Inhalt: Vgl.: https://onlinelibrary.wiley.com/doi/10.1002/asi.24041.
38Zubiaga, A.: ¬A longitudinal assessment of the persistence of twitter datasets.
In: Journal of the Association for Information Science and Technology. 69(2018) no.8, S.974-984.
Abstract: Social media datasets are not always completely replicable. Having to adhere to requirements of platforms such as Twitter, researchers can only release a list of unique identifiers, which others can then use to recollect the data themselves. This leads to subsets of the data no longer being available, as content can be deleted or user accounts deactivated. To quantify the long-term impact of this in the replicability of datasets, we perform a longitudinal analysis of the persistence of 30 Twitter datasets, which include more than 147 million tweets. By recollecting Twitter datasets ranging from 0 to 4 years old by using the tweet IDs, we look at four different factors quantifying the extent to which recollected datasets resemble original ones: completeness, representativity, similarity, and changingness. Although the ratio of available tweets keeps decreasing as the dataset gets older, we find that the textual content of the recollected subset is still largely representative of the original dataset. The representativity of the metadata, however, keeps fading over time, both because the dataset shrinks and because certain metadata, such as the users' number of followers, keeps changing. Our study has important implications for researchers sharing and using publicly shared Twitter datasets in their research.
Inhalt: Vgl.: https://onlinelibrary.wiley.com/doi/abs/10.1002/asi.24026.
39Perianes-Rodriguez, A. ; Ruiz-Castillo, J.: ¬The impact of classification systems in the evaluation of the research performance of the Leiden Ranking universities.
In: Journal of the Association for Information Science and Technology. 69(2018) no.8, S.1046-1053.
Abstract: In this article, we investigate the consequences of choosing different classification systems-namely, the way publications (or journals) are assigned to scientific fields-for the ranking of research units. We study the impact of this choice on the ranking of 500 universities in the 2013 edition of the Leiden Ranking in two cases. First, we compare a Web of Science (WoS) journal-level classification system, consisting of 236 subject categories, and a publication-level algorithmically constructed system, denoted G8, consisting of 5,119 clusters. The result is that the consequences of the move from the WoS to the G8 system using the Top 1% citation impact indicator are much greater than the consequences of this move using the Top 10% indicator. Second, we compare the G8 classification system and a publication-level alternative of the same family, the G6 system, consisting of 1,363 clusters. The result is that, although less important than in the previous case, the consequences of the move from the G6 to the G8 system under the Top 1% indicator are still of a large order of magnitude.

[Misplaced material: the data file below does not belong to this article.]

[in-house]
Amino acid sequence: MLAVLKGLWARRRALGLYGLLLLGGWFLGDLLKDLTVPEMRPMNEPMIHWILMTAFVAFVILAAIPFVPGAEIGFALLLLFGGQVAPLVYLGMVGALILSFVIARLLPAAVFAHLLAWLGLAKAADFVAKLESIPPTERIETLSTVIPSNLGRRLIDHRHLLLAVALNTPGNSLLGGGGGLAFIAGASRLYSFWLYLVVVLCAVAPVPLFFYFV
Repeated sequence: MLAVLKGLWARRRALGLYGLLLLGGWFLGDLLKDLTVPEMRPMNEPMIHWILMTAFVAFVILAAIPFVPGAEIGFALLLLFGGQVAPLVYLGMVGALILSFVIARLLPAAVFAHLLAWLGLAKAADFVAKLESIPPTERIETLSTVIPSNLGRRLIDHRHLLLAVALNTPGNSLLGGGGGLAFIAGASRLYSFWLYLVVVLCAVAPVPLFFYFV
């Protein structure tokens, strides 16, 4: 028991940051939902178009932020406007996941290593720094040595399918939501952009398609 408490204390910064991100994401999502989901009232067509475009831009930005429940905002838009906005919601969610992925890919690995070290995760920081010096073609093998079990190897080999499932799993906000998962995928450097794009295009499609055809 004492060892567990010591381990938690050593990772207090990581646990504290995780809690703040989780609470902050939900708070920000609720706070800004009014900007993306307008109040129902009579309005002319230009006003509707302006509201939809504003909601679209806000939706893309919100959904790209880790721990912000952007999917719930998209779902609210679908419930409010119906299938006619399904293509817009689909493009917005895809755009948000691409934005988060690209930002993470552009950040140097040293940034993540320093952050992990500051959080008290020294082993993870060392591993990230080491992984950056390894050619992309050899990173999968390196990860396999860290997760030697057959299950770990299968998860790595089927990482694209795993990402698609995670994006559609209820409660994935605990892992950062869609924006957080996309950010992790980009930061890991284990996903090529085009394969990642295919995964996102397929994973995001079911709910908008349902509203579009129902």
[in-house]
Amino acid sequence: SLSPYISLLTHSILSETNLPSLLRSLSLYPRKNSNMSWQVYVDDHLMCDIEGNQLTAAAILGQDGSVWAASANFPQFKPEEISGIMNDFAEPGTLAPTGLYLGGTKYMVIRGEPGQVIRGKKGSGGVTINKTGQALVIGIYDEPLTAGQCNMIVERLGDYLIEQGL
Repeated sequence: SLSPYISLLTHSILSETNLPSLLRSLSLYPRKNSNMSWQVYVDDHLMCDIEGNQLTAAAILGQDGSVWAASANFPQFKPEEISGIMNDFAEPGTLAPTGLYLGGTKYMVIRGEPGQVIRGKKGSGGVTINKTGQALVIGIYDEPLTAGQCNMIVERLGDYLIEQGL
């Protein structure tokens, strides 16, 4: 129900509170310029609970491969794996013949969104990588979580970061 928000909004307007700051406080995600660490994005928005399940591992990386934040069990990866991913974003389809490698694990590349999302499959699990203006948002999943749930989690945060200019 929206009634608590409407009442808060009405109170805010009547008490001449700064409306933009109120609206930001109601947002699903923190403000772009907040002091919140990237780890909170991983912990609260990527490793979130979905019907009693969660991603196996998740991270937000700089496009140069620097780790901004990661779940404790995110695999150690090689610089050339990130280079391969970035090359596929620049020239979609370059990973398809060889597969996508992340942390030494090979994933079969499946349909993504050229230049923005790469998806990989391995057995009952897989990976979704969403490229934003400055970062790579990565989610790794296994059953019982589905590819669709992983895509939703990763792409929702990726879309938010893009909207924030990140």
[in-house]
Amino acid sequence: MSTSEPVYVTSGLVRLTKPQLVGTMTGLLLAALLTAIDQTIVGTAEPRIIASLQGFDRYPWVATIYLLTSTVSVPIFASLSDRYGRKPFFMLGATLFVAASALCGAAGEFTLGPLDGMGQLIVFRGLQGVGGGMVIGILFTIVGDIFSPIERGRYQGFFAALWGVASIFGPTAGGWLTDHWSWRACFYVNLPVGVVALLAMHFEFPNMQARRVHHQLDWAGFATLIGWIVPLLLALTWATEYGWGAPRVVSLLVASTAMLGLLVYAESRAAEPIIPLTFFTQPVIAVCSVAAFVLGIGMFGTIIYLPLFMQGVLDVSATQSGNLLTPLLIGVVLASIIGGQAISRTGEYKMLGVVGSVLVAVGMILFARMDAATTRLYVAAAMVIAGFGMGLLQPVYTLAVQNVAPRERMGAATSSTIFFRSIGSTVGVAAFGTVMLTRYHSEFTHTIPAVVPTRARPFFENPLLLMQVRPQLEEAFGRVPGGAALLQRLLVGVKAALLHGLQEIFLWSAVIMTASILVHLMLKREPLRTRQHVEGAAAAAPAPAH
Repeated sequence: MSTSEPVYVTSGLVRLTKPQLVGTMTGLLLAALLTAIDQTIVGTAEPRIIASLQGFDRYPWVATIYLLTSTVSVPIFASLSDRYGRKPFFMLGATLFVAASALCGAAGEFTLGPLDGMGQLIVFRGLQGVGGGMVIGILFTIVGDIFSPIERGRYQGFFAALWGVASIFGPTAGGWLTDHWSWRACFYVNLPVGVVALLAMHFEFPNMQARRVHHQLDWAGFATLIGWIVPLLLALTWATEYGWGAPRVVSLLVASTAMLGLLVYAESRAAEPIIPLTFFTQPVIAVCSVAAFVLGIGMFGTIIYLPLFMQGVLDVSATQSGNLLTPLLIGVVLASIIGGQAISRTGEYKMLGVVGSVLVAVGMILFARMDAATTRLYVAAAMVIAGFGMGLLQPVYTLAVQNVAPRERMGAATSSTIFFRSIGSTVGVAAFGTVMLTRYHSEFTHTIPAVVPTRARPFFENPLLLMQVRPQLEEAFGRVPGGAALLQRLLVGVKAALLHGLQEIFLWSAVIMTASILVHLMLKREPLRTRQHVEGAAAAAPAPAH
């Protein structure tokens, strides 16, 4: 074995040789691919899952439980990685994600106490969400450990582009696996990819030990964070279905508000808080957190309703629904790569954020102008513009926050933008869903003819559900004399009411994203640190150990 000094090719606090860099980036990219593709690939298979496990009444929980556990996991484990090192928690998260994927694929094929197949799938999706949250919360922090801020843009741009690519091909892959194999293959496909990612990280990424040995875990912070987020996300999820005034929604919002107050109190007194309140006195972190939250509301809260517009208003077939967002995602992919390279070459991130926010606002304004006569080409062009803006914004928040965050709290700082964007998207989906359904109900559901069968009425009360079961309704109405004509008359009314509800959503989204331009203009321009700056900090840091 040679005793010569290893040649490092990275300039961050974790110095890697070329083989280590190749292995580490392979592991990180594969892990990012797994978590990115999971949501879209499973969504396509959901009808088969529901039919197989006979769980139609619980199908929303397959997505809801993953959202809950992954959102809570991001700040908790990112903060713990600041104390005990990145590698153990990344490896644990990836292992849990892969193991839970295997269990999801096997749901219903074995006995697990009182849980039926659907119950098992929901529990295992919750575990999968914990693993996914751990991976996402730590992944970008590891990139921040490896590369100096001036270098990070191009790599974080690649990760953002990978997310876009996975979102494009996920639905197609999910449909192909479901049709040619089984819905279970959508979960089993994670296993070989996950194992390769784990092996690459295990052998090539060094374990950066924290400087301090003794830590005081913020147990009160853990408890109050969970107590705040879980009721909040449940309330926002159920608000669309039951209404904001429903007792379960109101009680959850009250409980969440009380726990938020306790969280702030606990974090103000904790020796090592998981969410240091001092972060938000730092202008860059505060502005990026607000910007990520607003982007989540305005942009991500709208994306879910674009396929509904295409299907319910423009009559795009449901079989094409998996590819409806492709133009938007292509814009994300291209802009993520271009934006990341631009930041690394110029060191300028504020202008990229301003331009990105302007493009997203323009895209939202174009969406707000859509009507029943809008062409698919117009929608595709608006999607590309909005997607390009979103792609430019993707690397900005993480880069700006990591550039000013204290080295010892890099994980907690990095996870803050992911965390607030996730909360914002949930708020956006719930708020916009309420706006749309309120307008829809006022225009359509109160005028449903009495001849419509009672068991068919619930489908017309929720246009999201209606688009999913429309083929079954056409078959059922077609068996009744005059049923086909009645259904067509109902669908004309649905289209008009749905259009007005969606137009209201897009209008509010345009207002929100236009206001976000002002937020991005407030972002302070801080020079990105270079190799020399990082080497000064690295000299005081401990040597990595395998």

Inhalt: Vgl.: https://onlinelibrary.wiley.com/doi/abs/10.1002/asi.24017.
40Min, C. ; Ding, Y. ; Li, J. ; Bu, Y. ; Pei, L. ; Sun, J.: Innovation or imitation : the diffusion of citations.
In: Journal of the Association for Information Science and Technology. 69(2018) no.10, S.1271-1282.
Abstract: Citations in scientific literature are important both for tracking the historical development of scientific ideas and for forecasting research trends. However, the diffusion mechanisms underlying the citation process remain poorly understood, despite the frequent and longstanding use of citation counts for assessment purposes within the scientific community. Here, we extend the study of citation dynamics to a more general diffusion process to understand how citation growth associates with different diffusion patterns. Using a classic diffusion model, we quantify and illustrate specific diffusion mechanisms which have been proven to exert a significant impact on the growth and decay of citation counts. Experiments reveal a positive relation between the "low p and low q" pattern and high scientific impact. A sharp citation peak produced by rapid change of citation counts, however, has a negative effect on future impact. In addition, we have suggested a simple indicator, saturation level, to roughly estimate an individual article's current stage in the life cycle and its potential to attract future attention. The proposed approach can also be extended to higher levels of aggregation (e.g., individual scientists, journals, institutions), providing further insights into the practice of scientific evaluation.
Inhalt: Vgl.: https://onlinelibrary.wiley.com/doi/10.1002/asi.24047.